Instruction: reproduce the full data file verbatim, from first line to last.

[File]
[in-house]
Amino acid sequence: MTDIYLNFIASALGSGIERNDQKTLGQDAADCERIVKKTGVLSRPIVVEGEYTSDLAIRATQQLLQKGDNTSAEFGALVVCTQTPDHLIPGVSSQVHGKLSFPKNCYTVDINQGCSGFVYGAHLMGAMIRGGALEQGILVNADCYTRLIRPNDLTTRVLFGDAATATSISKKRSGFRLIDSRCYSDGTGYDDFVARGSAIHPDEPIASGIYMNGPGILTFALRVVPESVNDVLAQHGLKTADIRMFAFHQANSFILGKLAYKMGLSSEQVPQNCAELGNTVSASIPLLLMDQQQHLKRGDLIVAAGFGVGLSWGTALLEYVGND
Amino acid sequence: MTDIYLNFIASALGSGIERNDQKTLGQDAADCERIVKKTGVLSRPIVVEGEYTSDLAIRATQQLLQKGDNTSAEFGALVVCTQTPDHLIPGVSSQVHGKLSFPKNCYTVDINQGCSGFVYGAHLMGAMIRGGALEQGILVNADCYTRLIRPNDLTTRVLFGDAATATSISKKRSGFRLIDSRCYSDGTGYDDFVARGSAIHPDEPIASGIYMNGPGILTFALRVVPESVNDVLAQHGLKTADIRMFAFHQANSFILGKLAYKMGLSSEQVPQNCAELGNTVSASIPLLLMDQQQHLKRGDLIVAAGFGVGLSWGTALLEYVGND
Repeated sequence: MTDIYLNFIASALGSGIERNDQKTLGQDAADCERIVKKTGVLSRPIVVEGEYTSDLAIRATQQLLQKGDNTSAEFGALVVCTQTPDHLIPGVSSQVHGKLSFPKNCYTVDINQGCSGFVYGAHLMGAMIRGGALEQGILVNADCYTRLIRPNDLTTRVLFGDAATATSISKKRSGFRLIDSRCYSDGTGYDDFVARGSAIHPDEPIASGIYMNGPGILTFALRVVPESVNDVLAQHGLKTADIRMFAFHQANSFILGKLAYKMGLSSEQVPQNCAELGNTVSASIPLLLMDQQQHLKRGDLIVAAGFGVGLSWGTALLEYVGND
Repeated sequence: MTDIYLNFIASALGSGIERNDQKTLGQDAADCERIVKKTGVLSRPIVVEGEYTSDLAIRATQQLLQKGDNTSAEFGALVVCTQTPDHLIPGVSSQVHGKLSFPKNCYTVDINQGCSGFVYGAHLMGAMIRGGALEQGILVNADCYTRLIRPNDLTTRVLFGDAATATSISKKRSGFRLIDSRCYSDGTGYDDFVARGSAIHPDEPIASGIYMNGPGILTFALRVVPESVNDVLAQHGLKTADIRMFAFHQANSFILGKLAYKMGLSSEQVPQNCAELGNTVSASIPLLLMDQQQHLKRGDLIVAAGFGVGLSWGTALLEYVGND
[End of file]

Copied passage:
[in-house]
Amino acid sequence: MTDIYLNFIASALGSGIERNDQKTLGQDAADCERIVKKTGVLSRPIVVEGEYTSDLAIRATQQLLQKGDNTSAEFGALVVCTQTPDHLIPGVSSQVHGKLSFPKNCYTVDINQGCSGFVYGAHLMGAMIRGGALEQGILVNADCYTRLIRPNDLTTRVLFGDAATATSISKKRSGFRLIDSRCYSDGTGYDDFVARGSAIHPDEPIASGIYMNGPGILTFALRVVPESVNDVLAQHGLKTADIRMFAFHQANSFILGKLAYKMGLSSEQVPQNCAELGNTVSASIPLLLMDQQQHLKRGDLIVAAGFGVGLSWGTALLEYVGND
Amino acid sequence: MTDIYLNFIASALGSGIERNDQKTLGQDAADCERIVKKTGVLSRPIVVEGEYTSDLAIRATQQLLQKGDNTSAEFGALVVCTQTPDHLIPGVSSQVHGKLSFPKNCYTVDINQGCSGFVYGAHLMGAMIRGGALEQGILVNADCYTRLIRPNDLTTRVLFGDAATATSISKKRSGFRLIDSRCYSDGTGYDDFVARGSAIHPDEPIASGIYMNGPGILTFALRVVPESVNDVLAQHGLKTADIRMFAFHQANSFILGKLAYKMGLSSEQVPQNCAELGNTVSASIPLLLMDQQQHLKRGDLIVAAGFGVGLSWGTALLEYVGND
Repeated sequence: MTDIYLNFIASALGSGIERNDQKTLGQDAADCERIVKKTGVLSRPIVVEGEYTSDLAIRATQQLLQKGDNTSAEFGALVVCTQTPDHLIPGVSSQVHGKLSFPKNCYTVDINQGCSGFVYGAHLMGAMIRGGALEQGILVNADCYTRLIRPNDLTTRVLFGDAATATSISKKRSGFRLIDSRCYSDGTGYDDFVARGSAIHPDEPIASGIYMNGPGILTFALRVVPESVNDVLAQHGLKTADIRMFAFHQANSFILGKLAYKMGLSSEQVPQNCAELGNTVSASIPLLLMDQQQHLKRGDLIVAAGFGVGLSWGTALLEYVGND
Repeated sequence: MTDIYLNFIASALGSGIERNDQKTLGQDAADCERIVKKTGVLSRPIVVEGEYTSDLAIRATQQLLQKGDNTSAEFGALVVCTQTPDHLIPGVSSQVHGKLSFPKNCYTVDINQGCSGFVYGAHLMGAMIRGGALEQGILVNADCYTRLIRPNDLTTRVLFGDAATATSISKKRSGFRLIDSRCYSDGTGYDDFVARGSAIHPDEPIASGIYMNGPGILTFALRVVPESVNDVLAQHGLKTADIRMFAFHQANSFILGKLAYKMGLSSEQVPQNCAELGNTVSASIPLLLMDQQQHLKRGDLIVAAGFGVGLSWGTALLEYVGND